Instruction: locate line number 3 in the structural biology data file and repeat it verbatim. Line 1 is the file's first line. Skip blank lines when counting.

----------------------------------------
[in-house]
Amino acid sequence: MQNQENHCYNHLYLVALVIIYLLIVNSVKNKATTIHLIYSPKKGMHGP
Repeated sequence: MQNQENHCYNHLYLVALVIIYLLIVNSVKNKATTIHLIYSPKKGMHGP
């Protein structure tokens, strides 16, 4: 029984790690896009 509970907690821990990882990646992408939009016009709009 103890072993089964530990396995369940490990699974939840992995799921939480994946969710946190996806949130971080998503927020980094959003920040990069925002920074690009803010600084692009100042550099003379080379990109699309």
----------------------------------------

Repeated sequence: MQNQENHCYNHLYLVALVIIYLLIVNSVKNKATTIHLIYSPKKGMHGP